Even the best student can fail an exam by ignoring the basics of exam technique
- Make good use of your reading time by carefully reading, then re-reading each question.
- The most common reason is running out of time. Ensure you set time allocations according to marks (see Handy Hint). On the margins of your paper, write what time the clock should read by the time you finish that question. Plan to finish the paper five minutes early.
- If you answer a question in less than the allocated time, but feel you have covered most points, move on. You might need the extra time for a harder question.
- If you come across a question that you cannot answer at all, leave it and move on to the next question. You can always come back to that question at the end.
- Try to think like a marker. Markers might have hundreds of exam papers to read. They will usually have a standardised marking scheme; that is, they are looking to allocate a set number of marks if you have mentioned certain key words.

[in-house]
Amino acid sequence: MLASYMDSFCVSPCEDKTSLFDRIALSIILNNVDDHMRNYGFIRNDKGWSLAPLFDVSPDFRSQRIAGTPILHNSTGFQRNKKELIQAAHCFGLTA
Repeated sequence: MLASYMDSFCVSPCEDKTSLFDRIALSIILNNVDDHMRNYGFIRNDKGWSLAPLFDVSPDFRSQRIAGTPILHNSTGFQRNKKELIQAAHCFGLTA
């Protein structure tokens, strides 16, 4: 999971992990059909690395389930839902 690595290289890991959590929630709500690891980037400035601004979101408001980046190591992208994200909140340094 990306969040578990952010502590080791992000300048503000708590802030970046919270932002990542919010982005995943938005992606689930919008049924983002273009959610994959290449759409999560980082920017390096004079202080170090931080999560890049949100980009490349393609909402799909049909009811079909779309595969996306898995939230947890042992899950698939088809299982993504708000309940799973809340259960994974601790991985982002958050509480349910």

- For written exams, try to write neatly - printing is preferable.
- Don't waste precious time on 'waffle' or on re-writing the question. If you don't know the answer, write a couple of key words and move on to the next question.
- Use the final five minutes to check your paper. Look for obvious errors, such as having skipped a question. Read your answers to see whether you have anything extra to add. Check your name and student number are on the paper, including any exam booklets or answer sheets!
- If you do run out of time, use point form as a way to summarise what you intended to write (it may earn you one or two extra marks).